//THAT'S DECK\\
Anything I Find Visually Fascinating
Home / Ask Me Anything / archive
Source : 30000fps

type-lover:

Study of the layout
by s s

(via giorkonducta)

Source : behance.net
Till 8PM PST

http://emsradio.la/

Till 8PM PST

http://emsradio.la/

Source : bingo2000
boyirl:

Post Modern LoversPhotography: by Delwin KamaraStyling: by TJ GustaveModel: Lucas Cristino @ Re:Quest

boyirl:

Post Modern Lovers

Photography: by Delwin Kamara
Styling: by TJ Gustave
Model: Lucas Cristino @ Re:Quest

(via uoa)

Source : boyirl
http://emsradio.la/
or
http://www.radioflag.com/stations/204037345#
Live now until 8pm
Get down with me ~

http://emsradio.la/

or

http://www.radioflag.com/stations/204037345#

Live now until 8pm

Get down with me ~

(via biscodeja-vu)

Source : biscodeja-vu
viersteshno:

Another new one

viersteshno:

Another new one

Source : viersteshno

(via themptynest)

Source : prostoslozhno

artblackafrica:

Asad Faulwell draws attention to the women guerrilla combatants in Algeria’s War of Independence (1954-1962) through his work,Les Femmes D’Alger.

Faulwell was inspired by Gillo Pontecorvo’s film “The Battle of Algiers" (1966). In the movie, members of Algeria’s National Liberation Front (FLN) recruit three women to enact a terrorist attack in the French quarter of Algiers. "They recruited women because they could pass through check points without detection and would not raise suspicion when planting bombs," Faulwell explained.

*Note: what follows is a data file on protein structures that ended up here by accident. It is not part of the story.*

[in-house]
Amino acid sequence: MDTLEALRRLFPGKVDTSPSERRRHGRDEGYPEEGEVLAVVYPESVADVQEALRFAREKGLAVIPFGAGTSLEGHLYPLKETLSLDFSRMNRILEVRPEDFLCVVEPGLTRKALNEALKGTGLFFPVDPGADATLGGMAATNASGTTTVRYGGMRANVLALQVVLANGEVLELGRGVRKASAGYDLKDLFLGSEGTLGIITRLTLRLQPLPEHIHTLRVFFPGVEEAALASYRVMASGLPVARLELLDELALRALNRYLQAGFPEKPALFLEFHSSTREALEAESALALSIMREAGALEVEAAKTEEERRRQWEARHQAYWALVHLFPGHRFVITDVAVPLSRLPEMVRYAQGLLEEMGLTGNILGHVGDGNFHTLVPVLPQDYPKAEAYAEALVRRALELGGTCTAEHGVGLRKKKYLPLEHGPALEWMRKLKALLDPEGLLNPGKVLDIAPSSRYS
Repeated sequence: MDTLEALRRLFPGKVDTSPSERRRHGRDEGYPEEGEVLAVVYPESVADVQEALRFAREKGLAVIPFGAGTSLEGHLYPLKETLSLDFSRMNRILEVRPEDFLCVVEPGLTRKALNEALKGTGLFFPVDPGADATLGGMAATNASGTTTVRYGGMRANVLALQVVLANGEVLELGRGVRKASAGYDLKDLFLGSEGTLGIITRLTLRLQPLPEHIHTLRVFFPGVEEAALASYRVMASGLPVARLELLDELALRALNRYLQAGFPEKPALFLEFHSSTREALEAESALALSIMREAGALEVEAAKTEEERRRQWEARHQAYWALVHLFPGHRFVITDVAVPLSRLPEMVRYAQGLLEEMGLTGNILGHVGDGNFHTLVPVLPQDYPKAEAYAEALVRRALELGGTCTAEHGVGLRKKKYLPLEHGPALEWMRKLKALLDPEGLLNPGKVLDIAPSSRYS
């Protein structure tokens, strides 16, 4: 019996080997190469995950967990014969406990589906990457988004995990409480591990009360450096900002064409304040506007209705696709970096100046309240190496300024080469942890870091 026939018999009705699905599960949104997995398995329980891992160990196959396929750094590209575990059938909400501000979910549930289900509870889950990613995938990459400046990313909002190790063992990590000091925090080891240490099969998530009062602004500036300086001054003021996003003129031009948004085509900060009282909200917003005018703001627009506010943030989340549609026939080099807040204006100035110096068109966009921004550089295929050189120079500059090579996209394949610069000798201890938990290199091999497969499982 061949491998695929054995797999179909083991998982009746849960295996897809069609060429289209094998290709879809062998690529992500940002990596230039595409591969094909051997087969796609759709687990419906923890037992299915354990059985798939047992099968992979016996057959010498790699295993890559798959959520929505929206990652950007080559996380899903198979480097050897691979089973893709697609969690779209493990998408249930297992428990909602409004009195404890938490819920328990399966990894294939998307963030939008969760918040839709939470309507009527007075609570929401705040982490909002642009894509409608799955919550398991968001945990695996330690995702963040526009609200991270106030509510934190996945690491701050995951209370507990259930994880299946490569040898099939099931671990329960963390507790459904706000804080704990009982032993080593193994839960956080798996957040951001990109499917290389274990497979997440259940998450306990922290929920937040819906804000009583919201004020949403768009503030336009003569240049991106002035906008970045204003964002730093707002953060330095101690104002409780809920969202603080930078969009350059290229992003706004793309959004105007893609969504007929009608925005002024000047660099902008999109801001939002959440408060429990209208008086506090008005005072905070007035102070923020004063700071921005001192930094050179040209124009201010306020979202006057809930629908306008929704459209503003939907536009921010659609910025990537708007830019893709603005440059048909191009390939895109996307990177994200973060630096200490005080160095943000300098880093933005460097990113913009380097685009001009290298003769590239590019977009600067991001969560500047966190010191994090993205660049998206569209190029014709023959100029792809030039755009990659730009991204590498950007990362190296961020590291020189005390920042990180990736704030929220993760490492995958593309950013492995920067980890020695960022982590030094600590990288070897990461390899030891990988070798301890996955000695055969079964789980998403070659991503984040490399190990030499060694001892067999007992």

Pontecorvo’s characters are based on real women: Djamila Bouhired, Zohra Drif and Hassiba Ben Bouali, all three of whom participated in the Algerian nationalist movement in the 1950s.

 ”In many ways these women were both victims and aggressors. They had killed civilians indiscriminately but they had also themselves been used by theie countrymen and brutally tortured by the French. They exist in a moral grey area.”

"I wanted to create a version of the ‘Les Femmes D’Alger’ series that was more applicable to modern society than the Orientalist works of the 19th and 20th century," - Faulwell (via HuffPost)

(via diosaodiosa)

Source : artblackafrica